I think a while ago a guy like me would have wanted a label job. And in today’s marketplace I’m not really interested in working with a label. I think the ambitious entrepreneurs of the past took the label jobs because that’s where they wanted to build, and entrepreneurs of today want to build independently of the labels. And they don’t mind having great partnerships with the labels. I think that’s where you’re seeing the shift go. Before you’d put out one single and you could go platinum on an album—the money was just pouring in. And now we have to adapt, to change; the industry just doesn’t work like that anymore. So with that change in the business, you’ve got to be smarter. I used to jokingly tell my mentors, “Excuse me, but man, you got in at the wrong time.” To me, the challenge has been what it’s always been about: not enough money. I feel like the business is more challenging today than it’s ever been, and that’s exciting. 

Even the definition of what a label is has changed pretty radically. 
Yup. And I think it’s only going to change more in the next five to 10 years. I also want to change the paradigm of what it is to be an entertainment executive. I can’t tell you how many times after my career started to take off, people met me and expected a douchebag, some guy who was into the fast life. And trust me, I was a promoter; I know all about the fast life. But it’s never been my thing. What I want to show is that you can be successful in the entertainment industry and still be a good husband and father. I want that to be in the forefront, because I find it unfortunate that you look at guys like Richard Branson, who came from the music industry, is one of the greatest entrepreneurs ever, and we know him as this adventurer-playboy. Yet Richard Branson actually has been faithful to his wife for over 30 years and has amazing relationships with his two kids. With the use of social media and everything else, I’d like to show more of that part of my life, so that people can come into this business and not think that you have to turn into some kind of deviant to be successful.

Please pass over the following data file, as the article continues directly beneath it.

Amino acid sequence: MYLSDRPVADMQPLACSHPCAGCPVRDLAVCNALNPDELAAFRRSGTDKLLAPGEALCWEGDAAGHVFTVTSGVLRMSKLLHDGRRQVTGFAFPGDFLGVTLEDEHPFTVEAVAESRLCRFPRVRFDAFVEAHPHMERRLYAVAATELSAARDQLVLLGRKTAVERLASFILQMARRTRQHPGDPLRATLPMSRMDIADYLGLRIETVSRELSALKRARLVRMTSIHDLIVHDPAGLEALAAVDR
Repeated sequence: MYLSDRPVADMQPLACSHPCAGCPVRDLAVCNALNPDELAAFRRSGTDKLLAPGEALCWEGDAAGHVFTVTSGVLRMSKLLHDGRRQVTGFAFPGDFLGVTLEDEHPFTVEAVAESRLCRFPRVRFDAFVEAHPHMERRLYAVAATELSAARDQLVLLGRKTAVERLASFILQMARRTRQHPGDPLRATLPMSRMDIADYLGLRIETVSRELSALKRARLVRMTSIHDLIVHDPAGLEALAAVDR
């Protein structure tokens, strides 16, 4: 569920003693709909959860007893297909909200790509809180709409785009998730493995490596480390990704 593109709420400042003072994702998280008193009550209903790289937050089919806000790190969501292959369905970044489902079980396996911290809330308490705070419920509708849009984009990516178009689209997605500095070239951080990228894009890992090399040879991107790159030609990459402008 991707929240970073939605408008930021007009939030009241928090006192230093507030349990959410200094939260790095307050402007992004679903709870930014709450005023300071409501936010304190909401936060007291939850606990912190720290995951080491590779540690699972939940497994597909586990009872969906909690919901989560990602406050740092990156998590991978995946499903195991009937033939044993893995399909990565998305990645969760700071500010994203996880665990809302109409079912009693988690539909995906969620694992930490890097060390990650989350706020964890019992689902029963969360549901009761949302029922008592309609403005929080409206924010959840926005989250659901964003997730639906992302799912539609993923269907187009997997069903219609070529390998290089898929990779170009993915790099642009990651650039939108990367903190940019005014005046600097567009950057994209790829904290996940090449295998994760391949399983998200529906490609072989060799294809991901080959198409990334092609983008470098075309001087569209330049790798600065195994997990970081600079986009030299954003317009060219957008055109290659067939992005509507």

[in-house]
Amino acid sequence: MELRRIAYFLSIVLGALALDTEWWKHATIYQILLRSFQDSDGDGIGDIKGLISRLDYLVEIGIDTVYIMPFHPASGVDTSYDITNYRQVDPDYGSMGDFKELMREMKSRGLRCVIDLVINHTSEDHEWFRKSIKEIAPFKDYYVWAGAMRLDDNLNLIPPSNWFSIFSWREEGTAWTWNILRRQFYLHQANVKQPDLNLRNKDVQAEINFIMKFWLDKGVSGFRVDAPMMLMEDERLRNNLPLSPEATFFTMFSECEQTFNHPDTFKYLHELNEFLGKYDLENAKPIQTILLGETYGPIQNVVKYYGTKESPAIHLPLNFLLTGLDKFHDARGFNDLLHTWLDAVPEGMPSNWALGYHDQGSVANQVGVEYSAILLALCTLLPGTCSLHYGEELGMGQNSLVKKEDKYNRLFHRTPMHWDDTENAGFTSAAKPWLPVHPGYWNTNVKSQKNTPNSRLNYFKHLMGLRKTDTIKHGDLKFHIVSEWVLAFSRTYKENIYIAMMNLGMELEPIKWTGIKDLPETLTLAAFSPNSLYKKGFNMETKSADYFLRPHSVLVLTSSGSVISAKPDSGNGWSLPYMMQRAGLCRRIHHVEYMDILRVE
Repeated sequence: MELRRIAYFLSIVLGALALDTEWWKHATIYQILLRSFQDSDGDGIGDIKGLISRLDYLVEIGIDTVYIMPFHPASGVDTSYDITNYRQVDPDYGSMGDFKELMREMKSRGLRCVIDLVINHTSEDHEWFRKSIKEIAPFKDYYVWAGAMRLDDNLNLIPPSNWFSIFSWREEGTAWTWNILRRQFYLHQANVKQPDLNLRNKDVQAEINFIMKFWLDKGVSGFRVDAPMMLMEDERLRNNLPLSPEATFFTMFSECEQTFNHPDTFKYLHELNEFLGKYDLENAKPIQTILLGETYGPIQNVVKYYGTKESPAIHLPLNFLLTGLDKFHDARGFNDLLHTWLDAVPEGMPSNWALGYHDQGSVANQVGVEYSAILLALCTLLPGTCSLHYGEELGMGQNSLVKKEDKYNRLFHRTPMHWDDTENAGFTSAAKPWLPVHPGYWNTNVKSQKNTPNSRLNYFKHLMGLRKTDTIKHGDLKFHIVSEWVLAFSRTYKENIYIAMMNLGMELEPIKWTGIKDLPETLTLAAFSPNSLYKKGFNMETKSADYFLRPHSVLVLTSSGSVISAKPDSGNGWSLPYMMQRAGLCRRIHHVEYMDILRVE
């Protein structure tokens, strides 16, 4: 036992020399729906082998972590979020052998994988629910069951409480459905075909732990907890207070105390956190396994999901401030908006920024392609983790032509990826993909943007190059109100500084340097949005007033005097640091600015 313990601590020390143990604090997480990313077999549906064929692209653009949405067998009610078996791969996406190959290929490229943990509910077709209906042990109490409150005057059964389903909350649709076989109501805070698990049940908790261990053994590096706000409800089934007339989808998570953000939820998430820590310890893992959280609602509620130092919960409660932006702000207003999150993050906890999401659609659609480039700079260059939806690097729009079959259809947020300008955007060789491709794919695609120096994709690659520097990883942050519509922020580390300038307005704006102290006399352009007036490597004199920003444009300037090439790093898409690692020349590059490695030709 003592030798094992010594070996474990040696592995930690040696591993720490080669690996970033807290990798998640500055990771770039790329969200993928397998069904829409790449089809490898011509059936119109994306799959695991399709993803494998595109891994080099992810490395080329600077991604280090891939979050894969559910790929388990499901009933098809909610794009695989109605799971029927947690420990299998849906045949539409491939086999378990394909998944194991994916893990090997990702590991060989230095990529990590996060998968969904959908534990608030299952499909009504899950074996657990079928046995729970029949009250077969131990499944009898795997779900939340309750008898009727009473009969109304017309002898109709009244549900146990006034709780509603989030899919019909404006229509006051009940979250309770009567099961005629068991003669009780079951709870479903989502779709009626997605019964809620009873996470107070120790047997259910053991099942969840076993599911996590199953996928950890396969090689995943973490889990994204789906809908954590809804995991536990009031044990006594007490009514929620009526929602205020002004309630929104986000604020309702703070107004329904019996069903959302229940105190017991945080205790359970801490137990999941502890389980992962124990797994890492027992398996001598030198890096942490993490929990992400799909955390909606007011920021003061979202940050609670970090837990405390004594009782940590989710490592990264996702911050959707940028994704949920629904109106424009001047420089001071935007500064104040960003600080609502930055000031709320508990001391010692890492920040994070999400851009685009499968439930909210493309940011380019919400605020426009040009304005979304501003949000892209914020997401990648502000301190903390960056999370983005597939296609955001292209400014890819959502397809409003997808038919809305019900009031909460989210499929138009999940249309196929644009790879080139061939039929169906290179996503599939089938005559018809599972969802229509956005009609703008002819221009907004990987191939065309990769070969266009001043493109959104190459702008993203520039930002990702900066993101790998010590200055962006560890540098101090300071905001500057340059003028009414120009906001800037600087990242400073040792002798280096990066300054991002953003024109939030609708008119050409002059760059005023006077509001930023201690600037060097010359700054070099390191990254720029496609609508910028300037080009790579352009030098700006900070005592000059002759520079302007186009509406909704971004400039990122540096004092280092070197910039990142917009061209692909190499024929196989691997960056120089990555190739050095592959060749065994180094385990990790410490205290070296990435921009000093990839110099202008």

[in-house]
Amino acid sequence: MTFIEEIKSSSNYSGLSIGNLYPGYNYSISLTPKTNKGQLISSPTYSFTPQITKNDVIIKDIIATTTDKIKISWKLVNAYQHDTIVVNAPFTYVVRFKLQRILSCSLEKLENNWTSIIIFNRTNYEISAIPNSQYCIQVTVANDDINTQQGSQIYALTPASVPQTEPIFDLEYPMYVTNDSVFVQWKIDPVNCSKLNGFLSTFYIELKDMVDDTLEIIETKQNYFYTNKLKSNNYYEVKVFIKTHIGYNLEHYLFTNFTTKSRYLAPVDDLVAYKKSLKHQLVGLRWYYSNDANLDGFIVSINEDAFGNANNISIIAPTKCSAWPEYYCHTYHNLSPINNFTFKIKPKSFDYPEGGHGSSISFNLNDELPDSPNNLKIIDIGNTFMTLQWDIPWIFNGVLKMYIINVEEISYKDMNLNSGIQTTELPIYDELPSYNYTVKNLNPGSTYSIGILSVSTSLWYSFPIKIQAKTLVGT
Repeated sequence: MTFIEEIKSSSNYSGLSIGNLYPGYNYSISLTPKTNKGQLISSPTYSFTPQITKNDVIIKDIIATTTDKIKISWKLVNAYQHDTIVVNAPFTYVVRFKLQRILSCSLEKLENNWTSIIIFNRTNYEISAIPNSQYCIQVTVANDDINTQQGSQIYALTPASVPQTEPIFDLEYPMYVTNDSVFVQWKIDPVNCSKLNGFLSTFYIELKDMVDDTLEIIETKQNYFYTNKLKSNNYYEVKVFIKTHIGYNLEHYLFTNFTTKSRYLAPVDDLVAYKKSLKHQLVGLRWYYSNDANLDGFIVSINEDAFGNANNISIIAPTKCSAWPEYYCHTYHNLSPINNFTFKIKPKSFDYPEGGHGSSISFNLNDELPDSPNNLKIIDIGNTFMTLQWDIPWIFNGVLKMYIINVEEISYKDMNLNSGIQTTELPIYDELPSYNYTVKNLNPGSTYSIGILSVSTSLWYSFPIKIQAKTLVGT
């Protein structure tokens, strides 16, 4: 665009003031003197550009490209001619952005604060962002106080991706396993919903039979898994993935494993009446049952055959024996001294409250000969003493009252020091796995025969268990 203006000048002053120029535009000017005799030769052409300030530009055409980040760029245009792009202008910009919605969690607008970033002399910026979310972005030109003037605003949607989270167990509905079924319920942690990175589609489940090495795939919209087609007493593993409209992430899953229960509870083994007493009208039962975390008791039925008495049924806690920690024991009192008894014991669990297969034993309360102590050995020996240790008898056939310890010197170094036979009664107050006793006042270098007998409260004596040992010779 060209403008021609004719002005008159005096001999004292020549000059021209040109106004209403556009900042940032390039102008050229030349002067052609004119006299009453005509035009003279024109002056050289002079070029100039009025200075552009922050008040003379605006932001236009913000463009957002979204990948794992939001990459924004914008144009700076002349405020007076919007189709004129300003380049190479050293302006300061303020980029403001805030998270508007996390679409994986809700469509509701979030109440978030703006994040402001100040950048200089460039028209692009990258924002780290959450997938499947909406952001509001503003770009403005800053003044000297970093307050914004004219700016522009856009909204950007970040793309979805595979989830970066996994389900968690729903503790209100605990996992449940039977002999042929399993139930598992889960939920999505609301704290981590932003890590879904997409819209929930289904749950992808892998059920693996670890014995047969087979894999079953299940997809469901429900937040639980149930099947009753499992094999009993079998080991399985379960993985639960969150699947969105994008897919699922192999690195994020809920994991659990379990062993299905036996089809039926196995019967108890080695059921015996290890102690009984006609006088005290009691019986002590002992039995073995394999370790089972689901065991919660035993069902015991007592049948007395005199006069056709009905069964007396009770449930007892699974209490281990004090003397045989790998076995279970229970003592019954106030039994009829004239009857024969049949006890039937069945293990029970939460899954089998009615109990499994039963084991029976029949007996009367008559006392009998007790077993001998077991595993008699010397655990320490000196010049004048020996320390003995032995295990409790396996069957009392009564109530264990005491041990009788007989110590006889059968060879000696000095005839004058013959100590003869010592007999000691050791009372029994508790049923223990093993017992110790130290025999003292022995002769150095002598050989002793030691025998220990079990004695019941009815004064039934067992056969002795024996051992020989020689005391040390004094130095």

The fans don’t need the traditional media as an intermediary. 
I’ll put it this way: If Justin Bieber or Lady Gaga had gone through the hard times that they went through in the past, their careers might have been over. The gatekeepers might have shut the door on them. But with their social-media reach, the power that they have directly with their fans, you could not silence them. It’s more authentic now.